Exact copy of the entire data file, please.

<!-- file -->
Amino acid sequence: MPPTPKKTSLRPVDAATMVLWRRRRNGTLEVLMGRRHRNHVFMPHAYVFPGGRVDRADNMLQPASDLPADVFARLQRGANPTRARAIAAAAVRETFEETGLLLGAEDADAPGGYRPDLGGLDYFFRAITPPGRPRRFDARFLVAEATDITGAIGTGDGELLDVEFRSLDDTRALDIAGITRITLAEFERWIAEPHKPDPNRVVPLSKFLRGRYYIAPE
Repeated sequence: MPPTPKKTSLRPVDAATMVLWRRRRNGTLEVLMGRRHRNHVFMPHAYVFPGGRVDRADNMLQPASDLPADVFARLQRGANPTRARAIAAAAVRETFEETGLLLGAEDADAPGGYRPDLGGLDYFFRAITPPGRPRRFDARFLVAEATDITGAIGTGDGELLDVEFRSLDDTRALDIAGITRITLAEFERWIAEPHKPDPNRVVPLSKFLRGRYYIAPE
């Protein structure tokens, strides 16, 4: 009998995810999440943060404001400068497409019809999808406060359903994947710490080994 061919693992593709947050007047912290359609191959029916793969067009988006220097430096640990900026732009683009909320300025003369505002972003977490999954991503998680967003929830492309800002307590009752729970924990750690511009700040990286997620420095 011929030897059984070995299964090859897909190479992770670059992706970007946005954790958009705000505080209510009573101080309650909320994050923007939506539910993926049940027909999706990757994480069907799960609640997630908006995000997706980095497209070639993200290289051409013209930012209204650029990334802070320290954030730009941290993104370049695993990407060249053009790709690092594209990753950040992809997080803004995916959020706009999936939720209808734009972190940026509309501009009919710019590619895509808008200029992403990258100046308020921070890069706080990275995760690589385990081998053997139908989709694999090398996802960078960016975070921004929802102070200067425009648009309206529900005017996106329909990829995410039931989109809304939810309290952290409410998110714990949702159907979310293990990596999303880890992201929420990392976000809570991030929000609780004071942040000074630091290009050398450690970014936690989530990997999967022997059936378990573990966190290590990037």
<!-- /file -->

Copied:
Amino acid sequence: MPPTPKKTSLRPVDAATMVLWRRRRNGTLEVLMGRRHRNHVFMPHAYVFPGGRVDRADNMLQPASDLPADVFARLQRGANPTRARAIAAAAVRETFEETGLLLGAEDADAPGGYRPDLGGLDYFFRAITPPGRPRRFDARFLVAEATDITGAIGTGDGELLDVEFRSLDDTRALDIAGITRITLAEFERWIAEPHKPDPNRVVPLSKFLRGRYYIAPE
Repeated sequence: MPPTPKKTSLRPVDAATMVLWRRRRNGTLEVLMGRRHRNHVFMPHAYVFPGGRVDRADNMLQPASDLPADVFARLQRGANPTRARAIAAAAVRETFEETGLLLGAEDADAPGGYRPDLGGLDYFFRAITPPGRPRRFDARFLVAEATDITGAIGTGDGELLDVEFRSLDDTRALDIAGITRITLAEFERWIAEPHKPDPNRVVPLSKFLRGRYYIAPE
């Protein structure tokens, strides 16, 4: 009998995810999440943060404001400068497409019809999808406060359903994947710490080994 061919693992593709947050007047912290359609191959029916793969067009988006220097430096640990900026732009683009909320300025003369505002972003977490999954991503998680967003929830492309800002307590009752729970924990750690511009700040990286997620420095 011929030897059984070995299964090859897909190479992770670059992706970007946005954790958009705000505080209510009573101080309650909320994050923007939506539910993926049940027909999706990757994480069907799960609640997630908006995000997706980095497209070639993200290289051409013209930012209204650029990334802070320290954030730009941290993104370049695993990407060249053009790709690092594209990753950040992809997080803004995916959020706009999936939720209808734009972190940026509309501009009919710019590619895509808008200029992403990258100046308020921070890069706080990275995760690589385990081998053997139908989709694999090398996802960078960016975070921004929802102070200067425009648009309206529900005017996106329909990829995410039931989109809304939810309290952290409410998110714990949702159907979310293990990596999303880890992201929420990392976000809570991030929000609780004071942040000074630091290009050398450690970014936690989530990997999967022997059936378990573990966190290590990037």